Creativity 101: Harnessing the power of students’ imaginations

Photographs by Chris Hatcher, PHOT '05

Photographs by Chris Hatcher, PHOT ’05

In 30 minutes, visualize your creative process and recreate it using an 8-and-a-half-by-11 sheet of paper.

This is the first assignment in Creative Strategies, a popular undergraduate Product Design course taught by instructor Fridolin “Frido” Beisert PROD 98, INDU 08, faculty director of Art Center’s Product Design Department.

All 14 students accept the challenge. Walking to the front of the classroom, they each select a single sheet of colored construction paper and take a seat along the row of bare metal tables. As a digital timer, projected onto the wall, starts ticking, the students immediately start cutting, tearing, folding and drawing.

It’s the sort of exercise students might remember from grade school, but this time the message is quite different. “I want you to fail at least one of the assignments in this class,” says Beisert. “That way you will know if you are reaching new conceptual grounds.”

The rapid-fire, 14-week course uses 10 creative-thinking projects, from reimagining Valentine’s Day chocolates to repackaging items from the 99 Only Store to sell them at a higher value, each demanding a different strategy. The intense pace of production—10 projects per student per term—is integral to Beisert’s teaching strategy. “At Art Center, we make things. It is in our DNA. The more you practice, the better you get. I found that this principle especially applies to creativity.”

Students typically have a week to complete each project, which they present in class along with a visual guide of their creative paths. For the 99-cent assignment, Beisert brings in a panel of guests to evaluate the finished projects and to put a “price” on each one. “We once got up to $9,000 on one concept,” he notes with pride.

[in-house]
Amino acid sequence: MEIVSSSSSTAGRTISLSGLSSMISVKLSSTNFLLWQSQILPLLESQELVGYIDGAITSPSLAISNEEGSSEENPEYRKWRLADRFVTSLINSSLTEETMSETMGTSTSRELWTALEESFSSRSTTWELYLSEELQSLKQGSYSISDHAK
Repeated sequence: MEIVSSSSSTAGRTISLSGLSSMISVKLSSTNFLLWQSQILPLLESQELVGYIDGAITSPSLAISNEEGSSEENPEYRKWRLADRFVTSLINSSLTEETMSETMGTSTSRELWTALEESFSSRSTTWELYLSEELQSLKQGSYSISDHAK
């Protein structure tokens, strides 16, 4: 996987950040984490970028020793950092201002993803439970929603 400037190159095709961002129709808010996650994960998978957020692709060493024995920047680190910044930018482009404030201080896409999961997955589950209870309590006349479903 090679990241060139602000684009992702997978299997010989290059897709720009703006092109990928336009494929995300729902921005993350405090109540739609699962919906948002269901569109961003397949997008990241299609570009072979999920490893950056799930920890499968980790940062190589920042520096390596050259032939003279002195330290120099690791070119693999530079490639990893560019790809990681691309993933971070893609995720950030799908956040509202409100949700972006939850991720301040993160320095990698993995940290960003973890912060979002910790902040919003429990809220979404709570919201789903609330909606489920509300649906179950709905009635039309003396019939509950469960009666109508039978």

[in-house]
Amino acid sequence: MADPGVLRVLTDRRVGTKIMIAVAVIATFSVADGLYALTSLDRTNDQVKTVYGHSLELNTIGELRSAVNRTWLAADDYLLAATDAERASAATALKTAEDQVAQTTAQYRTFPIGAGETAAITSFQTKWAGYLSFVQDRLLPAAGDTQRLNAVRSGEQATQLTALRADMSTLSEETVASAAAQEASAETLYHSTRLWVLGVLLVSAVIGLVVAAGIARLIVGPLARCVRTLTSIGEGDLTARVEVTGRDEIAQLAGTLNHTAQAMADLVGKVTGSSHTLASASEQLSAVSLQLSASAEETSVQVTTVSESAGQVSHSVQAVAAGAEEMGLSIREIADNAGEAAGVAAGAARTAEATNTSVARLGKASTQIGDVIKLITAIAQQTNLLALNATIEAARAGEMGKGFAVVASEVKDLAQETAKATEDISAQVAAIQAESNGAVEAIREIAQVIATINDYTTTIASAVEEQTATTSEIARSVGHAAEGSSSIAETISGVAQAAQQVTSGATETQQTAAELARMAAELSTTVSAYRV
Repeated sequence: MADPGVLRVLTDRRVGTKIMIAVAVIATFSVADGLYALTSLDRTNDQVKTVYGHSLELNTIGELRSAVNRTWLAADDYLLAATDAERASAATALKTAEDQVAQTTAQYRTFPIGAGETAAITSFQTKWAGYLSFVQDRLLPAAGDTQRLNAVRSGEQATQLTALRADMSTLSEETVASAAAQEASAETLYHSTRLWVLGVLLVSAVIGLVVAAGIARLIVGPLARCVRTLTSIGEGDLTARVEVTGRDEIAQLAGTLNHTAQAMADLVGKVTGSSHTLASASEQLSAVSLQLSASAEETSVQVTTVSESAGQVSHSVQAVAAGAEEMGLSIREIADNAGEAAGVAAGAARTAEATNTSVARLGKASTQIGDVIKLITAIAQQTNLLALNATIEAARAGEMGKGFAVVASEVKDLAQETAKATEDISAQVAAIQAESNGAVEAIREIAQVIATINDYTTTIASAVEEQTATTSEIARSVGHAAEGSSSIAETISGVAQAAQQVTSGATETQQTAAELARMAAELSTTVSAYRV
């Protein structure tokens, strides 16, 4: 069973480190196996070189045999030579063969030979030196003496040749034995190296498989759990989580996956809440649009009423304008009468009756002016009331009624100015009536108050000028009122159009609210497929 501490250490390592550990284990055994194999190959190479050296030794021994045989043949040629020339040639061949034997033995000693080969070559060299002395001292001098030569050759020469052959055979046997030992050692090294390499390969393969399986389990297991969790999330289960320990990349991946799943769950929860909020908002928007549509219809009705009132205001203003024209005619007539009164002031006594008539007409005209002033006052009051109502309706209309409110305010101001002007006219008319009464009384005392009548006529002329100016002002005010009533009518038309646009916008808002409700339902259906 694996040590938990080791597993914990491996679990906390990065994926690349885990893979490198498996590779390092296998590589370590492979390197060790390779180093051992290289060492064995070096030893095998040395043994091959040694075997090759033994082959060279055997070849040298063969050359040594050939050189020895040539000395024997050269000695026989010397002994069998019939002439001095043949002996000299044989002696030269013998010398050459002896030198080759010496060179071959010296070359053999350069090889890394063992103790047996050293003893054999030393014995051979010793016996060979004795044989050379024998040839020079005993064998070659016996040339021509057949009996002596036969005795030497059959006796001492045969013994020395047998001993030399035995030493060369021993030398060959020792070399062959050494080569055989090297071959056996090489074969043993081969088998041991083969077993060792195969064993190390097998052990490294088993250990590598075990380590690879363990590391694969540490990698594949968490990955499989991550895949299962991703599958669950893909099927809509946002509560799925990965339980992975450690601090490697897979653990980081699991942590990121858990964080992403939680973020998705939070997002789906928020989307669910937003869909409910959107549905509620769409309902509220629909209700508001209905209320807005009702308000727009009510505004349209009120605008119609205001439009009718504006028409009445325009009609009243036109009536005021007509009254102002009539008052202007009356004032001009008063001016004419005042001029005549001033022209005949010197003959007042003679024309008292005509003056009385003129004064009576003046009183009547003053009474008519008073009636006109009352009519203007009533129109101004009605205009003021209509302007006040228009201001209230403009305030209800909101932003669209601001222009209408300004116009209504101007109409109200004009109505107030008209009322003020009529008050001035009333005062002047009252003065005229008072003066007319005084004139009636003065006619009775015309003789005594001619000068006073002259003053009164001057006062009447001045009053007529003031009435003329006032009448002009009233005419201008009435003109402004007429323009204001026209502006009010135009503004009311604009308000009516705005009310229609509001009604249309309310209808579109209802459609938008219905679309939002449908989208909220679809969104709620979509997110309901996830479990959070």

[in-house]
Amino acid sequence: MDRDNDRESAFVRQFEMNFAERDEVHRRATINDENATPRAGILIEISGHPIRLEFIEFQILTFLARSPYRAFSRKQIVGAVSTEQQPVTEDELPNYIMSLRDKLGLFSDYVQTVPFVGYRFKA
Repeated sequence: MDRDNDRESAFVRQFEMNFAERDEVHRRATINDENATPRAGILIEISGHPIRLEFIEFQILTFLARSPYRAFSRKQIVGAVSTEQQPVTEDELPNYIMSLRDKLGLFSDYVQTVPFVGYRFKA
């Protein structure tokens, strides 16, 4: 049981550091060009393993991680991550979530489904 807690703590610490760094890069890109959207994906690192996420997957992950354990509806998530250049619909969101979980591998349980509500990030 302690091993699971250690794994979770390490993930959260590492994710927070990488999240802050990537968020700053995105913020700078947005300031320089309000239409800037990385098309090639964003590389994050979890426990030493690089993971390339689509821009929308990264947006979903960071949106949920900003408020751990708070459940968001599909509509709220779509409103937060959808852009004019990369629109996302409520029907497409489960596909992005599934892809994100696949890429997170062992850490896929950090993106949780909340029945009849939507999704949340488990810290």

The course took years—and a master’s degree—for Beisert to formulate. In 2006, he enrolled in Art Center’s Graduate Industrial Design program to design a class in creativity and spent two years researching and prototyping the course. But its original inspiration dates back even further.

“A student of mine years ago asked me if I could teach her to be more creative, and that question has haunted me ever since—in a good way,” Beisert says. “I wanted to investigate if it was possible to teach creativity just like any skill that we learn at Art Center.” Beisert’s Creative Strategies course teaches students to break patterns, reframe problems and apply new conceptual thinking to their work.

Thirty minutes are now up, and students lay their paper creations side by side on a long table for Beisert’s review. The finished products vary wildly—from what looks like a red, ruffled mountain to a fish-like skeletal sculpture in blue. One student, explaining how his broad blocks of thought gradually become more refined, holds up a green page that’s been sliced with increasingly longer strokes until a rectangular strip curls into a tail.